I’ve logged more experience than most with simplicity and the complexity you discover inside simplicity, minimalism and asocial behavior, endurance and landscape.
Here is the truth: I think some deep wisdom inside me (a) sensed the stress, (b) was terrified for me, and (c) gave me something new and hard to focus on in order to prevent me from lapsing into a despair coma — and also to keep me from having a jelly jar of wine in my hand.
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My husband, Ismail, was ambivalent about moving into a neighborhood where the houses were so close together, but our realtor talked him into taking a look. We drove past children playing in the street and parked in front of a property with a FOR SALE sign in the yard. A few neighbors watched us get out of the car. “I’m not sure about this,” Ismail murmured as we made our way to the door. He was wary of the lack of privacy, but I saw the possibility of the sort of tight-knit community I’d always longed for, where I could borrow a cup of flour to save myself a trip to the store and children were welcome to roam from house to house.
“We’re the most popular people on the street,” I told Ismail a week after we moved in. Practically every day a neighbor waved to me or stopped by to say hello. I pictured myself becoming friends with all of them. But then reality set in. Someone got their child a drum set. A lawn sign appeared bearing the name of a candidate who made my skin crawl. An anonymous prankster decided it was fun to ring doorbells and run. I lost my temper with Ismail, and the next morning I avoided eye contact with neighbors, certain they had heard our fight. Following a visit from a neighborhood kid, I discovered something was missing from our home. When I told the boy’s mother I thought he had stolen it, she reacted with disbelief and outrage.
That night I couldn’t sleep. I lay in bed thinking, I don’t belong here. This move was a huge mistake.
But as my new friendships gradually deepened, I learned that my neighbors had their own struggles; mine was not the only home where arguments drifted from open windows. We also celebrated together, sharing a drink on the porch after a long workweek or gathering for our kids’ birthdays. Belonging to a tight-knit community was messier than I had imagined — and also more rewarding.
Sometimes I imagine The Sun as a neighborhood, one where lives are intertwined. The way writers reveal themselves on the page engages our hearts as well as our intellects, helping to dispel illusions of separateness and reminding us of what we have in common. And because we at The Sun want the magazine to be free of artifice and distraction, we choose to forgo advertising: no one wants their intimate front-porch discussion interrupted by someone selling a product door-to-door, right? Instead of depending on ad revenue, like most other magazines do, we rely on the generosity of our readers. We may ask more of you than other publications, but we believe we also offer more in return.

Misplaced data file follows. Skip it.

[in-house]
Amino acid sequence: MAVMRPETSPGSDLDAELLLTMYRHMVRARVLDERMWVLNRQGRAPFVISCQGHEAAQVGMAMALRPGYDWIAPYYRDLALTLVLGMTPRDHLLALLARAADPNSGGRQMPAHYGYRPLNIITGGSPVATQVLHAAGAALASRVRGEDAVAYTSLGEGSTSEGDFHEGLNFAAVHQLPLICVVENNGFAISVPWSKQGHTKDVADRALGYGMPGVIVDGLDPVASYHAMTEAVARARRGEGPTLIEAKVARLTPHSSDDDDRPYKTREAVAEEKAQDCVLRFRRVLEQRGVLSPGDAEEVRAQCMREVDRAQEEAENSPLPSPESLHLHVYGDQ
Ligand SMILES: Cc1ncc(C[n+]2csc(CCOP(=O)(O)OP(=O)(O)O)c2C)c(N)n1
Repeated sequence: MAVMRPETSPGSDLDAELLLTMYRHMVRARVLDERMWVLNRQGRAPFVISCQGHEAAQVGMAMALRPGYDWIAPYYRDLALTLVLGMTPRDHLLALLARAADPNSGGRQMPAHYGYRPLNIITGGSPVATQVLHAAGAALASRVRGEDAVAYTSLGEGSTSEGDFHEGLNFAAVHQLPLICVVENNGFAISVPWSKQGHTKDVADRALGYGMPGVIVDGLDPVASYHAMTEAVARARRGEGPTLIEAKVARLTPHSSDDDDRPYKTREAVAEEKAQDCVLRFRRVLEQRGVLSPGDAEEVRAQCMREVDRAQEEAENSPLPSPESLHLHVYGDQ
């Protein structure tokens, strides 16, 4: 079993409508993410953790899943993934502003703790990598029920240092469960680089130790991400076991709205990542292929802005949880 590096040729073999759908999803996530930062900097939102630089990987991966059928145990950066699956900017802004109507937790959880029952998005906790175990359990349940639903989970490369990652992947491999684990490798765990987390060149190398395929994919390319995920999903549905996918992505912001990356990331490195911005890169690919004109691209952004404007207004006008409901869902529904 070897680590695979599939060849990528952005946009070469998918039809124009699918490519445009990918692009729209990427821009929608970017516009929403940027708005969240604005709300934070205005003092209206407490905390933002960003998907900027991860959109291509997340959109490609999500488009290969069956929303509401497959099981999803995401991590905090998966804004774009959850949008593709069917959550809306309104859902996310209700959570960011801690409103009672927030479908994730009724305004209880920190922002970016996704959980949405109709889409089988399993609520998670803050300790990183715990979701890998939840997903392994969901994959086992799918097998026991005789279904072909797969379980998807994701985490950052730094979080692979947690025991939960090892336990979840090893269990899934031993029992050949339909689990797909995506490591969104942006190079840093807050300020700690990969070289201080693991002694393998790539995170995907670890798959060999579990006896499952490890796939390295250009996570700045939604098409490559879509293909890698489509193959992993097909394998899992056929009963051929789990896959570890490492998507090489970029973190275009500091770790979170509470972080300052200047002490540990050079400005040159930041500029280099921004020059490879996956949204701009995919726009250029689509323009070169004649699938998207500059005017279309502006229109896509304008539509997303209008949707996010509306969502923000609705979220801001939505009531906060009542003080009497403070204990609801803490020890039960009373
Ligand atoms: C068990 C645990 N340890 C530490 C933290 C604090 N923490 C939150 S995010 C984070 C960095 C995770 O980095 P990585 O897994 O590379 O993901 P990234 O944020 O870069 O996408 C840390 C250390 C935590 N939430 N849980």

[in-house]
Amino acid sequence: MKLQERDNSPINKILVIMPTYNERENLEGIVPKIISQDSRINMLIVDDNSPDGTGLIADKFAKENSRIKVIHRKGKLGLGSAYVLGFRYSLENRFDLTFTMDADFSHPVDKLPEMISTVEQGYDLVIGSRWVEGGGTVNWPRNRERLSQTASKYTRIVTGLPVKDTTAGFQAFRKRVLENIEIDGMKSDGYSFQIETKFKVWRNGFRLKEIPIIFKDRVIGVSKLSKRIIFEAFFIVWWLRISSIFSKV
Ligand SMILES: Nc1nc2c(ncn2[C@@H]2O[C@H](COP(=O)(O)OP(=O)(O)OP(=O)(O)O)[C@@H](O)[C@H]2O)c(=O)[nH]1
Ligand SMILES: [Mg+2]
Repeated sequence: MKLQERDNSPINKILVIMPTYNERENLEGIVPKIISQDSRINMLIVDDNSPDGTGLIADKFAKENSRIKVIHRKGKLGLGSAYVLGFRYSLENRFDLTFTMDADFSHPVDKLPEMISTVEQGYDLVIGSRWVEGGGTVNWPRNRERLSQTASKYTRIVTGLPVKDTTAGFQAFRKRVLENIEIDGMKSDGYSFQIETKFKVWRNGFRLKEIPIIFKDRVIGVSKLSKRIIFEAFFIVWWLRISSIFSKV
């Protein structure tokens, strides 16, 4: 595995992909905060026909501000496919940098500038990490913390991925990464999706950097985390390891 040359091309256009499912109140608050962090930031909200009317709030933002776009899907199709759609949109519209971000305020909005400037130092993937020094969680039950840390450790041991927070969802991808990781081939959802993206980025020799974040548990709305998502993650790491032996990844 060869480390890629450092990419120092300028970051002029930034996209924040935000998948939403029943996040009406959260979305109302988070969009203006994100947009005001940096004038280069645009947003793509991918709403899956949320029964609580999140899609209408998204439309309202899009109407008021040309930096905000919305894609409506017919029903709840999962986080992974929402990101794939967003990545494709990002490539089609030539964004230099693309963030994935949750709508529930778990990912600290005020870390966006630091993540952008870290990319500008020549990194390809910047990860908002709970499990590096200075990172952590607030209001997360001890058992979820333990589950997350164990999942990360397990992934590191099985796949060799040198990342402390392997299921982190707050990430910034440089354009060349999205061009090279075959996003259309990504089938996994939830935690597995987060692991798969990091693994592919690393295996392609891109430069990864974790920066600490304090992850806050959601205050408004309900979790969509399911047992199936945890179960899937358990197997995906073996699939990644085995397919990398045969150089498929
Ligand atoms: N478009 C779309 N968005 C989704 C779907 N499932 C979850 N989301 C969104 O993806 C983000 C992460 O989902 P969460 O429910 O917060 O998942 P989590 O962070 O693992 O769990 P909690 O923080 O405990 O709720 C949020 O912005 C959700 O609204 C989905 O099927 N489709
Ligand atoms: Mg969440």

The survival of an independent, ad-free magazine in a world dominated by corporate media is improbable, but for decades our readers have helped us beat the odds. Thanks to your donations, we’ve weathered recessions, the sudden bankruptcy of a distributor, and the disappearance of countless small bookstores that used to carry The Sun. With your support, we will continue to thrive in our forty-third year of publication despite rising expenses and unexpected challenges.
If you want to see this unusual publishing endeavor endure, please send us your tax-deductible donation today. Your contribution as a Friend of The Sun will not only safeguard our financial future but will also help us pay writers and photographers decently for their work and give away the magazine to prisoners and those who have fallen on hard times. And, without having to worry about paying the bills, we’ll be able to focus on making each issue as good as it can be.
No magazine or community is perfect, but each time I’m tempted to complain about my neighbors, something happens that makes me reconsider. Remember the troublemaker who annoyed everyone by ringing doorbells? I found out it was my own son. Not long after that, I opened my door, and the kid I had accused of stealing was standing on my porch. He was there to return my belongings. And recently, on a breezy spring night, I heard my son chatting with the boy next door through their open bedroom windows after they’d both turned off the lights. Sometimes the night scares my son, and as I listened to their low voices, I was thankful that, in the darkness, he had a friend nearby. As The Sun reminds us, it’s a great solace to be close to one another, and to be known.
P.S. You can send your donation in the post-paid envelope in this issue. You can also give online at thesunmagazine.org/donate, or send your check to The Sun, 107 North Roberson Street, Chapel Hill, NC 27516. We’ll send a receipt for your records.
I was touched by Krista Bremer’s letter to all of us Sun readers in your June 2016 issue [“Become a Friend of The Sun”]. Hers sounds like a nice neighborhood. As I’m currently incarcerated, finding a community is something for me to look forward to.
Near the end of a two-and-a-half-year stretch in solitary confinement, I requested a subscription to your magazine. When it started arriving free of charge, I was able to escape into an alternate reality that helped get me through. When I got back into the general prison population, I continued to read each issue. Your magazine allows me to exercise my imagination. You’ve made a priceless positive impact on my life.
I’m enclosing a small check in response to your request for donations. I would send more, but I’m very broke. When I’m released next year, I will support you even more.